I am back from my travels and from this year's Screen conference. I should probably say from the start that my presence at the conference was not as a presenter but as the recipient of this year's Screen award. The award is for my essay on the prestige film due out in the Autumn issue; needless to say I am both excited and flattered by the honor.
Luckily, attending as observer allowed for a more relaxed experience of a conference I have always enjoyed. Screen is much smaller than SCMS, and the circle of academics seems close-knit without being too chummy. This year's theme, Queer Screen Studies, was remarkable in the impact on the conference program: usually you see 20 or 30 percent of the papers on the topic, but this time it was more like 80 to 90 percent. The topic touched a hunger for a queer studies conference (word has it one is in the works in a nearby institution) and the result was a more subcultural feel and a palpable excitement to the procedings. The plenary conversation between Richard Dyer and B. Ruby Rich managed to be one of those rare conference moments of summing the issues presented in the panel and taking their insights in new direction.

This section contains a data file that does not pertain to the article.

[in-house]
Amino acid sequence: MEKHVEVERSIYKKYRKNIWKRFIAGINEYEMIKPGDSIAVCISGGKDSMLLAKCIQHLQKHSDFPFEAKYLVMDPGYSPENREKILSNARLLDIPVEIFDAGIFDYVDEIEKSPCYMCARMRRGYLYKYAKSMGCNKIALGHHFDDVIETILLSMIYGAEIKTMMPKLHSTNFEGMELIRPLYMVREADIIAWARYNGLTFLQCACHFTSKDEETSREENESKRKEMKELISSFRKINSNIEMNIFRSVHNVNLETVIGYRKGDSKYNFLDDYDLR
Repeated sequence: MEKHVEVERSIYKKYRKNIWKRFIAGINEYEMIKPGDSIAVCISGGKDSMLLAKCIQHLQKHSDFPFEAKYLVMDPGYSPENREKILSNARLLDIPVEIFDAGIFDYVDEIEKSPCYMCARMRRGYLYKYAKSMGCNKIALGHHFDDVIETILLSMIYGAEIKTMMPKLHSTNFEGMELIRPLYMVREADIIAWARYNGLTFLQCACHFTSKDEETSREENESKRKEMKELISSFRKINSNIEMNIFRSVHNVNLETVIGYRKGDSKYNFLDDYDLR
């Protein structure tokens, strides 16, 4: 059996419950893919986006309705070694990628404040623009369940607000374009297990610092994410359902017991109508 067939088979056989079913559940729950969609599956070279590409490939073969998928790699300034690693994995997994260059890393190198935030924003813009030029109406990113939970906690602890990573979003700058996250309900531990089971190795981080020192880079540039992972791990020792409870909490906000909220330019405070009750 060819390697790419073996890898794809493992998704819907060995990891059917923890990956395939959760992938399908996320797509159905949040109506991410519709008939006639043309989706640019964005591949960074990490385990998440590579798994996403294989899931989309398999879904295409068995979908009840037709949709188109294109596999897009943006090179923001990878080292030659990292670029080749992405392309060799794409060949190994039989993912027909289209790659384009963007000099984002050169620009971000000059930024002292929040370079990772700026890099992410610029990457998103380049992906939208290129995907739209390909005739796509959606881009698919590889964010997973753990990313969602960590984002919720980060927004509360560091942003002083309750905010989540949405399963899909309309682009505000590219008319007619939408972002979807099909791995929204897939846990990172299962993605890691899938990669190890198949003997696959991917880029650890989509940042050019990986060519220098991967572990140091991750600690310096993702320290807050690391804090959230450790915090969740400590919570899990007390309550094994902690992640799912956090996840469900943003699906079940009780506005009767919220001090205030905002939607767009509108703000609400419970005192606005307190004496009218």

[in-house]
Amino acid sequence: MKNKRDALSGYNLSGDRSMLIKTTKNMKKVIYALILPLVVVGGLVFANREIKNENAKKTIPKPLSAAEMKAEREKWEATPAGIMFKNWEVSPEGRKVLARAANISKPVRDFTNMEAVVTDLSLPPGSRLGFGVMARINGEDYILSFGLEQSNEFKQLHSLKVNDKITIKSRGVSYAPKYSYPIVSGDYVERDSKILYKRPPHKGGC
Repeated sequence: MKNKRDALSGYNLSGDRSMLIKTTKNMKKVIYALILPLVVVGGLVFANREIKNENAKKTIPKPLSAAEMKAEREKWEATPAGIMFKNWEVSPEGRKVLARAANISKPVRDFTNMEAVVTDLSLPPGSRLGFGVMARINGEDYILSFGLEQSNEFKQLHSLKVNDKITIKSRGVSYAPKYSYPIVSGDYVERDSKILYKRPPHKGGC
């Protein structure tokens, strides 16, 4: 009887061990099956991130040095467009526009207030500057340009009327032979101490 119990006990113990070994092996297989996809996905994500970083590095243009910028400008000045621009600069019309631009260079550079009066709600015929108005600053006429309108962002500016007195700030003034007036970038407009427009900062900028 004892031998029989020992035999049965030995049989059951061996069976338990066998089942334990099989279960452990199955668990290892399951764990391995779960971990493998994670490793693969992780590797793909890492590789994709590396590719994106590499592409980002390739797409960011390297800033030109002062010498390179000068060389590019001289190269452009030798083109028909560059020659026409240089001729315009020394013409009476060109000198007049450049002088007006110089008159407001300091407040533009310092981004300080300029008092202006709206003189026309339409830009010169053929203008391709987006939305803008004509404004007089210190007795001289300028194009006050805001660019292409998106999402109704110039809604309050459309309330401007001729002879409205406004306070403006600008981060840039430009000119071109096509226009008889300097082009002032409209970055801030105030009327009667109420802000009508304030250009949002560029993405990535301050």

The papers were a mix of quality, naturally, but in general seemed more rigorous than the grab bag of SCMS. I was particularly impressed by a panel (with George Chauncey, Juan Suarez, and Ron Gregg) relating the aesthetic form of the New York underground to its social history. Also, a strong panel on film form held a valuable paper by Tom Brown on spectacle and classicism. Even in a smaller conference, alas, one cannot attend all of the promising papers, especially when the setting (Glasgow) offers its own distractions.
Blurbing and Peer Review
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